Nits

Giant Normal Dwarf

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AllMusic Review by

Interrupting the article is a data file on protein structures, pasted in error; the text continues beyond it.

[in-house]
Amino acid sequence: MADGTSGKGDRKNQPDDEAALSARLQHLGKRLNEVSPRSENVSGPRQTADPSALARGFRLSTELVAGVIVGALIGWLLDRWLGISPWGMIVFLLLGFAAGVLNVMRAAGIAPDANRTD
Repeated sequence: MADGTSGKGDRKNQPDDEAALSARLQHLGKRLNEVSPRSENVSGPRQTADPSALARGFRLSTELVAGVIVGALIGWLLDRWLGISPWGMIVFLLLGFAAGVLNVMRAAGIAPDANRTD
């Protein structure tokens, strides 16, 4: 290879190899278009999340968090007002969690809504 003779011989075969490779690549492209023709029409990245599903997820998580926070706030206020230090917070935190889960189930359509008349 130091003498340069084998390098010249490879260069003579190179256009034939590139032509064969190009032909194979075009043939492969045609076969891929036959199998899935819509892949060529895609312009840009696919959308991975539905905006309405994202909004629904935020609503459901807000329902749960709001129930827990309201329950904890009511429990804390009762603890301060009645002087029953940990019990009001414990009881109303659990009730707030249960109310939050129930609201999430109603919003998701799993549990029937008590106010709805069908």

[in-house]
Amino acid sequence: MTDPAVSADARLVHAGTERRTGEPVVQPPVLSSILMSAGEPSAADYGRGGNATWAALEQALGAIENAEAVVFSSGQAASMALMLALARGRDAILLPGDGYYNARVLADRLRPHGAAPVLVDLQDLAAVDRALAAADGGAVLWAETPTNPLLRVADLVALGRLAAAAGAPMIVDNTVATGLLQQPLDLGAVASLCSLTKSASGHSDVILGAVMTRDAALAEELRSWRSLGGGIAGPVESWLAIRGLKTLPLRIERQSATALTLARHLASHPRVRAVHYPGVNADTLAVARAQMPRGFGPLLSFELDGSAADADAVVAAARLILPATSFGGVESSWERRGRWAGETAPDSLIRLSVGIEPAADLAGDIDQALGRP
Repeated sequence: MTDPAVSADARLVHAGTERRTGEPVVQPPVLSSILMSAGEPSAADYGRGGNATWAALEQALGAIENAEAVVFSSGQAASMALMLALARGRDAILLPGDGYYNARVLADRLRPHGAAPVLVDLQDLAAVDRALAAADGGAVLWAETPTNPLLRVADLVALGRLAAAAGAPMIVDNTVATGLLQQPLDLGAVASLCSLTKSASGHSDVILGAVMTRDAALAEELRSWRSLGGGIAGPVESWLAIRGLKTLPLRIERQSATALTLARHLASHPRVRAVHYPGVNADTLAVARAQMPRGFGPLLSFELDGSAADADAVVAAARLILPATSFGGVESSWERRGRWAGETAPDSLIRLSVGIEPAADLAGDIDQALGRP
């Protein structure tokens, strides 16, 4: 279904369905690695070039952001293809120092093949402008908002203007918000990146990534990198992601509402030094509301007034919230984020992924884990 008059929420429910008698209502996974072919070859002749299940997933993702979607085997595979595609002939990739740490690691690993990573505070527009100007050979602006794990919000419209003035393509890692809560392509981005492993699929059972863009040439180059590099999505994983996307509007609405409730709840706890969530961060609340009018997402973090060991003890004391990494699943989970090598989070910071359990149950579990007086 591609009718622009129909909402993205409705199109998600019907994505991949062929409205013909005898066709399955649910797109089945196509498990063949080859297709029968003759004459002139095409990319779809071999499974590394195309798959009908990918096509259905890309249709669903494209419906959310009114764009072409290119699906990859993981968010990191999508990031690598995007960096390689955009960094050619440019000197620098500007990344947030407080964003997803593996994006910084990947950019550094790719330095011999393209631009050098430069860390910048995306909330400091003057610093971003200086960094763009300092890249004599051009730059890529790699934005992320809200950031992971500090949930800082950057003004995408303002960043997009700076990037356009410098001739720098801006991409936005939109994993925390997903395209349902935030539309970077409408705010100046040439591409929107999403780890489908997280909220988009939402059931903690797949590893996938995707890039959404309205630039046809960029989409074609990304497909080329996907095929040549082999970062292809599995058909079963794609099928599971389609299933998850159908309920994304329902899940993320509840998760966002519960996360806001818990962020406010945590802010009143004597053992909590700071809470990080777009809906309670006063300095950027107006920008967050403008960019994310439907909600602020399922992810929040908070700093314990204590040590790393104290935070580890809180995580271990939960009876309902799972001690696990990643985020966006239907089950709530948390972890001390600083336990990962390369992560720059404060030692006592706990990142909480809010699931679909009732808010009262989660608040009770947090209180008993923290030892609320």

After the relative austerity of In the Dutch Mountains and Hat, the Nits really let their imaginations run riot for Giant Normal Dwarf. On first acquaintance, this beautifully packaged album might suggest that lyricist Henk Hofstede had taken an LSD-inspired trip back to the world of "Lucy in the Sky With Diamonds" and "Glass Onion": the opening track alone manages to rhyme "telephone lake" with "periscope snake." Yet the mundane truth was that these apparently psychedelic ditties had been penned by Hofstede as a kind of musical fairy tale for his newborn daughter. That said, there's nothing childish about the music on this album, which is one of the most consistently satisfying of the band's career. Though occasionally the whimsy might get a little cloying for some tastes, there's no denying the sheer beauty of a song like "The Night Owl" -- which sounds like a lost Moody Blues classic -- and the delightful strangeness of the closing songs, "House of the Sleeping Beauties" and "The Infinite Shoeblack." Yet amidst all the candy-striped surrealism, the band's ability to write instantly memorable, utterly distinctive melodies that frequently veer off at unexpected tangents shines through. Check out the entry of a full choir singing "Little red roses fall" in the midst of "Radio Shoes," for instance. If that doesn't bring a smile to your face, check for a pulse. Special mention should go to the keyboard work of Robert Jan Stips, who created a multicolored world of sound that perfectly complements Hofstede's flights of fancy, without ever fetching up in synthesizer hell. Though it remains a favorite among fans of the band, Giant Normal Dwarf nevertheless failed to match the commercial success of In the Dutch Mountains.

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